Waterloo The Campaign of 1815 Volume 1 From Elba to Quatre Bras by John Hussey   First things first, the ...

Waterloo The Campaign of 1815 Volume 1 From Elba to Quatre Bras by John Hussey Waterloo The Campaign of 1815 Volume 1 From Elba to Quatre Bras by John Hussey

Waterloo The Campaign of 1815 Volume 1 From Elba to Quatre Bras by John Hussey

Waterloo The Campaign of 1815 Volume 1 From Elba to Quatre Bras by John Hussey



Volume 1 From Elba to Quatre Bras


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 First things first, the book's foreword is written by Hew Strachan who greatly praises the work. Next up is this praise, among others, from Andrew Roberts. "It will be decades before this book is superseded as the best account of those extraordinary events of 1815".

 Now that those two items have been gone over, I guess there isn't much left to say. After two heavyweights in the field declare for you it is pretty much a slam dunk. 

 With not even a flyweight's credentials, I will try to add my views on this excellent volume, and describe what the reader will see. 

 First off there are thirty-two very well done maps. Why books on military campaigns and battles don't have more or better maps like this one I do not know. There are also twelve tables. Some of the tables and maps are two pages large. This is a tome at 584 pages with a further 126 pages of notes and index. Just remember, this is only volume one of two.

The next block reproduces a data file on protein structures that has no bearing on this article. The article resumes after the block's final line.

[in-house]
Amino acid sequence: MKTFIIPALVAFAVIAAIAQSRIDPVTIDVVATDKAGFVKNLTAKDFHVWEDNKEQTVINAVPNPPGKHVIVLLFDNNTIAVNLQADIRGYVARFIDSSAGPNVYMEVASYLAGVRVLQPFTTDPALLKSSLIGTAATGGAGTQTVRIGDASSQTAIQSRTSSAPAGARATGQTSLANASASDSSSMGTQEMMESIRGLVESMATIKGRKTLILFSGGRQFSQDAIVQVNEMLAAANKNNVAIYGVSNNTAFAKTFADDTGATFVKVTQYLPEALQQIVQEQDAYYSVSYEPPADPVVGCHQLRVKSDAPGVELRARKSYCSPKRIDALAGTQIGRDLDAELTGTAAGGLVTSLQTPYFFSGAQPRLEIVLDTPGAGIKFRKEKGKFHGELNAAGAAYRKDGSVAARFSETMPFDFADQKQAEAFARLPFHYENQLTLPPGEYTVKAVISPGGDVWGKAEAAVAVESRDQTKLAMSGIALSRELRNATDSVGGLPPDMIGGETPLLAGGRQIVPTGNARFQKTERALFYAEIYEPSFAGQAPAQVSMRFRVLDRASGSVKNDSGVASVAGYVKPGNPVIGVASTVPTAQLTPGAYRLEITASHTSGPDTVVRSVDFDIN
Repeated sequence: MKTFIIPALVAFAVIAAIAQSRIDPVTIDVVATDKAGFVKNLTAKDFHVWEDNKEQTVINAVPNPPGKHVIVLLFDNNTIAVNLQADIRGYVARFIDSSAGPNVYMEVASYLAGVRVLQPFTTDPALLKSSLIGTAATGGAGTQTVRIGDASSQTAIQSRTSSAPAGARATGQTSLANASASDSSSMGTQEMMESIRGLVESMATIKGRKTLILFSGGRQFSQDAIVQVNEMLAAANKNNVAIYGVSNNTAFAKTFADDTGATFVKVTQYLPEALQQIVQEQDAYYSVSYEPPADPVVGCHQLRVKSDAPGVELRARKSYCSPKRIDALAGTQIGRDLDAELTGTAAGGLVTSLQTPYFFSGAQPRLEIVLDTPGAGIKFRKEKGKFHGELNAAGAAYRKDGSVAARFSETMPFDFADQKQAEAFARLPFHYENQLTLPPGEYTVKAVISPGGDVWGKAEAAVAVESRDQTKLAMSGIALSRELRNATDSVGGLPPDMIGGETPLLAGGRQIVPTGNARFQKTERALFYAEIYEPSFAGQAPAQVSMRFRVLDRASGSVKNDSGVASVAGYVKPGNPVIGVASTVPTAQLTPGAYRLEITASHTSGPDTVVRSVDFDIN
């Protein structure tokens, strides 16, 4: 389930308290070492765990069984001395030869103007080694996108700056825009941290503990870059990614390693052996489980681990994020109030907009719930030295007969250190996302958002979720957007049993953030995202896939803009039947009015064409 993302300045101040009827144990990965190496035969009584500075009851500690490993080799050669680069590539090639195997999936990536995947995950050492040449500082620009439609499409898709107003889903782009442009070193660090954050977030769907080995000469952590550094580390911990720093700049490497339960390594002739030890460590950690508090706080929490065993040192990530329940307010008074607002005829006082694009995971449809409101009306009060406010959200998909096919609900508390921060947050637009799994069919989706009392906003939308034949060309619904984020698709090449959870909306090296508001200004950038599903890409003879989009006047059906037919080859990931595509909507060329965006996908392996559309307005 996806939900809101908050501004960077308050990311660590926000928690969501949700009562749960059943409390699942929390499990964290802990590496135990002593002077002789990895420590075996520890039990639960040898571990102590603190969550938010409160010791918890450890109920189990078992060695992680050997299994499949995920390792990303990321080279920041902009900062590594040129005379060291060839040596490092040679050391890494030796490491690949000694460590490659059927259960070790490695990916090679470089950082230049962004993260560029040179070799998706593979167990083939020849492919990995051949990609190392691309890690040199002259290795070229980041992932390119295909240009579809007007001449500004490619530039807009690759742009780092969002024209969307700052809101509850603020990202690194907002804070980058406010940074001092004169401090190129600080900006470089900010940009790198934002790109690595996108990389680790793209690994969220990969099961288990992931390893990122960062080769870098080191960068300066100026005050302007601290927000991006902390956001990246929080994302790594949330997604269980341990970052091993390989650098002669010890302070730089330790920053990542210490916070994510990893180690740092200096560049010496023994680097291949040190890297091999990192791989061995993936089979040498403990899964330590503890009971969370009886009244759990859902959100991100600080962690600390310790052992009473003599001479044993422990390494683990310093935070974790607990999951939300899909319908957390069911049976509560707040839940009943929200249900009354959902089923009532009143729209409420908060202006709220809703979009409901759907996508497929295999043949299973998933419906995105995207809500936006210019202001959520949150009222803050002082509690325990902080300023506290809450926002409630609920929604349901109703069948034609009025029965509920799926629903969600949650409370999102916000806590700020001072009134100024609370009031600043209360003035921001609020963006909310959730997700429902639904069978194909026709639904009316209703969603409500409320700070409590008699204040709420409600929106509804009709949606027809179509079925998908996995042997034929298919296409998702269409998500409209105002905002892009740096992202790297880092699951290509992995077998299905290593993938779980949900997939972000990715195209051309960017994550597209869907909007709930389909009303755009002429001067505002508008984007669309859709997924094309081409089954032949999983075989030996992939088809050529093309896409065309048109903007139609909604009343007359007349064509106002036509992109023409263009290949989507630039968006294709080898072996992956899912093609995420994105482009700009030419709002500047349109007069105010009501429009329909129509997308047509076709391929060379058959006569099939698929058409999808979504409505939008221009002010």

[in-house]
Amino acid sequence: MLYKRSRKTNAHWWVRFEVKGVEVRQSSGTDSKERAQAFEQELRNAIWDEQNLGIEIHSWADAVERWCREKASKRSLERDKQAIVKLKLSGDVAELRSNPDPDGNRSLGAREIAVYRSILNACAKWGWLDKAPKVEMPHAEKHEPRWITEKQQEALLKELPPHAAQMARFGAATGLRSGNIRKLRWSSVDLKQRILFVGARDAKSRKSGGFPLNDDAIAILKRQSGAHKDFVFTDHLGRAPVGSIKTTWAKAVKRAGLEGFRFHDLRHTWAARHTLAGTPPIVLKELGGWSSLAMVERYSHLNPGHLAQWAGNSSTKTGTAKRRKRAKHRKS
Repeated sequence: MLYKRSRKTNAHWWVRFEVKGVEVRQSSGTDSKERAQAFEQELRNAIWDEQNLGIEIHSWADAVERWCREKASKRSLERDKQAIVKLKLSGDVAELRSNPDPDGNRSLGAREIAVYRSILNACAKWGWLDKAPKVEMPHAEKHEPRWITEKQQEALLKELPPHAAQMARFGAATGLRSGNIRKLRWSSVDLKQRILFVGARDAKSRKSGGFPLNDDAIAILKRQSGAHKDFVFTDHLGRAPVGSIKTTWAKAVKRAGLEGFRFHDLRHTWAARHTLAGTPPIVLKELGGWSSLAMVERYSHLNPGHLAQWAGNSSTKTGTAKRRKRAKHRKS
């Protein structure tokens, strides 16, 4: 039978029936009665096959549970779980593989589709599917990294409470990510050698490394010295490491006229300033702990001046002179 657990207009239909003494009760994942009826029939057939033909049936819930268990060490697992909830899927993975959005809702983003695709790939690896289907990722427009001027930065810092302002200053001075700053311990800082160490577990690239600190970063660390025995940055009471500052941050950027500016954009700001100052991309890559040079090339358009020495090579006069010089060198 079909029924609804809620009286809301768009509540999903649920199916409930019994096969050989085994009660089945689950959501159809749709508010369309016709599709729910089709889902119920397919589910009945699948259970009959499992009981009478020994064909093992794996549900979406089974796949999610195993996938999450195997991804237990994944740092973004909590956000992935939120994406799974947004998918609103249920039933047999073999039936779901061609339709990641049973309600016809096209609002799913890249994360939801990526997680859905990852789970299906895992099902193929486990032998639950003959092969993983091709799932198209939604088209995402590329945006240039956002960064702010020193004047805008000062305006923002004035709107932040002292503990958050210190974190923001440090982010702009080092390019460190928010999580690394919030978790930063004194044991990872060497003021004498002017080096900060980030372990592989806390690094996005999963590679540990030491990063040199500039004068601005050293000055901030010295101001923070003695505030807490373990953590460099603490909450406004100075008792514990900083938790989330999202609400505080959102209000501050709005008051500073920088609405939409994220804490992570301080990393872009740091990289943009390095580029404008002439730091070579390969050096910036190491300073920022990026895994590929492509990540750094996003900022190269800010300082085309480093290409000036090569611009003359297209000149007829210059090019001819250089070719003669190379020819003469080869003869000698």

The book starts out with how, according to the author, the Allies "lost the peace', and Napoleon safely ensconced on Elba. The author goes into every countries Machiavellian schemes, and their diplomats weaving their webs of deceit. Not forgotten is the master arachnid Metternich, and his attempt to turn back the clock to 1788.

 The book then goes into the plans of the Allied commanders to uproot Napoleon once and for all. Wellington's and Blucher's plans for the upcoming campaign are gone through minutely. The polyglot 'British' army and all of its disparate nationalities attempting to act as one is also gone into. Strangely, most of these commanders believed that Napoleon would stay on the defensive and await their disparate attacks. The author moves from geopolitical to battalion concerns and history effortlessly. 

 We are shown Napoleon's plan of attack into Belgium, and the reconstitution of the 'Grande Armee'. The battles of Ligny and Quatre Bras are gone into in minute detail. The book is interspersed with the actual dispatches and memoirs of the combatants. The author has used sources in four languages to tell this amazing story.

 There is not much else to add. If you are looking for a one volume history of Napoleon's escape from Elba to the twin battles of Quatre Bras and Ligny, this is it. I cannot wait for the release of Volume II, and the author's telling of the battles of Waterloo and Wavre.


Robert


Author: John Hussey
Publisher: Greenhill Books
Distributor: Casemate publishers

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